What we do
We take a cross-disciplinary approach to understand how climate change impacts plant productivity and health. By quantifying dynamic growth, molecular and metabolic responses, we are learning how plant growth strategy changes in different field and climatic conditions. This research has provided valuable insights into how plants are able to withstand temperature change. It has also found practical low-tech and molecular methods to improve production in crowded field and indoor crop conditions.
At a field and landscape scale we have expertise in water, carbon and nitrogen use efficiency in natural and farmed systems. We use aerial and satellite imaging methods to monitor plant growth across landscapes in near real time. This approach is being applied to optimise crop management by precision agriculture and as a tool to forecast the impact of different weather scenarios on crop yield.
Scalable Predictive Modelling:
Integrates data across different scales, from growth rooms to glasshouse and field levels. The single plant level we have constructed models that help us understand how the external environment controls plant growth and resource partitioning. At field scale, we combine aerial (e.g. UAV) and satellite imaging data with high performance computing to model plant growth across space and time. Our dual approach provide powerful tools to decipher the effects of a changing environment at the plant, field and landscape scales.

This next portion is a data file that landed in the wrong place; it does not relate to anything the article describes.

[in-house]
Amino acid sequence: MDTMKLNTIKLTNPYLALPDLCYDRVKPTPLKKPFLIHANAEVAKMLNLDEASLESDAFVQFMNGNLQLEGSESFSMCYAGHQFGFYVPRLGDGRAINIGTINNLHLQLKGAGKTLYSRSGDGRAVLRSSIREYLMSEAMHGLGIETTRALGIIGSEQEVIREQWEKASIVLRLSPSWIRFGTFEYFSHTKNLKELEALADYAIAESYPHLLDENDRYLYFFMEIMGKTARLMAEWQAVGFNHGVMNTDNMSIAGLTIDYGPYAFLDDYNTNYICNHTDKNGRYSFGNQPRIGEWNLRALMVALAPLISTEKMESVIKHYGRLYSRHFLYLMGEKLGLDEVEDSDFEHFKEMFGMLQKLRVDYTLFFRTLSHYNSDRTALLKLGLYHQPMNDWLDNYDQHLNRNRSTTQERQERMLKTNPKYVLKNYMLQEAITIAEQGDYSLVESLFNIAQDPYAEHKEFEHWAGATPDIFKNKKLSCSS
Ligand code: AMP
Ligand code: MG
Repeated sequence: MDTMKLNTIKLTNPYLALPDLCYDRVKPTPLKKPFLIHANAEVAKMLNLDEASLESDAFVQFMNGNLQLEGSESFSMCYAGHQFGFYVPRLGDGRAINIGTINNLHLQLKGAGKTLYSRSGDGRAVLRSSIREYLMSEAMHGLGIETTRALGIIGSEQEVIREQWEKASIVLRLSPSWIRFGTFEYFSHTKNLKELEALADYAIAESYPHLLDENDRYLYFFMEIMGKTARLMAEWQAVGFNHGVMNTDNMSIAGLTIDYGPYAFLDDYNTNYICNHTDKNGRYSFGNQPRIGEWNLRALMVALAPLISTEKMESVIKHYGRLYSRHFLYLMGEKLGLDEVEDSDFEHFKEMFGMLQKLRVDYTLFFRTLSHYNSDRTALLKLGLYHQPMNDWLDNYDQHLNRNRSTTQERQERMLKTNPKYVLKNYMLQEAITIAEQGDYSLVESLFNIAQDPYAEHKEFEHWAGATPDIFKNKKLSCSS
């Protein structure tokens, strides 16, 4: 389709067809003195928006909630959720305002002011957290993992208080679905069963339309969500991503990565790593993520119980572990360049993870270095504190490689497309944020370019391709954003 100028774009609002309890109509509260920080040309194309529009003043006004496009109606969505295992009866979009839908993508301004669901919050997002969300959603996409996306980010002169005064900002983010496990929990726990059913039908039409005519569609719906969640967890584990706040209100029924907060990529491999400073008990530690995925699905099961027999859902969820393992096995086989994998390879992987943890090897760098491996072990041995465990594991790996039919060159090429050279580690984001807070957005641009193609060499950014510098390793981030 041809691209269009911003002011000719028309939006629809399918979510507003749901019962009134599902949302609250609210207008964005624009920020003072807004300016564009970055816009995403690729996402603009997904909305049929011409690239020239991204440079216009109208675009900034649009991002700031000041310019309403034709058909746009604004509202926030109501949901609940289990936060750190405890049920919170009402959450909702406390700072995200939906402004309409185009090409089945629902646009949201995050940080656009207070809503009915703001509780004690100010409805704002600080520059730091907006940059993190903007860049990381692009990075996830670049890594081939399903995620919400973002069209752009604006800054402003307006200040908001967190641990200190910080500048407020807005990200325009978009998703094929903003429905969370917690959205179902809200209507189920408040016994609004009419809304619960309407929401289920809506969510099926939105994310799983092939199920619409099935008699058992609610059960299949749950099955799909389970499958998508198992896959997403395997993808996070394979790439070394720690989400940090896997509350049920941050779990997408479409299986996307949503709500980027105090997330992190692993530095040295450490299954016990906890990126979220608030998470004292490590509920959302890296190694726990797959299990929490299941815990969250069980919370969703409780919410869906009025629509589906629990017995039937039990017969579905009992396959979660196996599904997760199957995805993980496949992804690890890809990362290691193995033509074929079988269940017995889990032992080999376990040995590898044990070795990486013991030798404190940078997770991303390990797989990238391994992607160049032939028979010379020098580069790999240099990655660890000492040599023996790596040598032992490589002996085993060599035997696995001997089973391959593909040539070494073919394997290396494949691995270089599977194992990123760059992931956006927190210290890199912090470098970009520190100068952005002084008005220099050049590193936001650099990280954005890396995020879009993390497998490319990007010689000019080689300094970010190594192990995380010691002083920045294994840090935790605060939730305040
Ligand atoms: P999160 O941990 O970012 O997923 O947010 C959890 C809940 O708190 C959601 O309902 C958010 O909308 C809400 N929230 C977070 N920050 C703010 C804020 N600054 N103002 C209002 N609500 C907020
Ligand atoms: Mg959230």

We are developing affordable 3D and 2D imaging platforms to capture dynamic plant growth. The 3D platform enables detailed time-resolved precision analysis of aerial plant architecture. The 2D platform (http://phenotiki.com) scales up to multi-plant imaging using standalone or iPlant-based software for trait extraction from Arabidopsis (e.g. growth, morphology, leaf count and semi-automated leaf segmentation). Software is driven by machine learning algorithms and relies on a simple user interface to ease interaction. Both platforms can be deployed in controlled environments or field conditions and are being adapted for use in a range of plant species.
Alongside these platforms we are also assembling a low-cost analytical platform that captures dynamic root growth and architectural traits throughout the plant life cycle in soil. It is currently used for Arabidopsis but will be extended to root systems of most non-tuberous plants (http://doerner.bio.ed.ac.uk).
Field Scale Surveillance:
We employ aerial (e.g. UAV) and satellite imaging to monitor plant growth at field sites and across landscapes. We are using advanced sensing, ecological principles and information technology to guide management for increased yield resilience and nutrient use efficiency at farm scale.
Our goal is to improve sustainable agriculture in the UK by precision farming. We plan to use new technologies to assist farmers in managing their crops for the most efficient production. These technologies include satellite monitoring of crop states, use of drones to fly over crops for intensive measurements, modelling of crop development, and large computing power. We then generate maps identifying for farmers those areas on their farms where yields are below what they could be, and by how much, and what they should do to improve yields. Our approach is designed to help farmers use fertilisers more sparingly, to target their efforts on soil improvement in the areas that need them most, and to optimise their irrigation. Our focus crops are wheat and potatoes.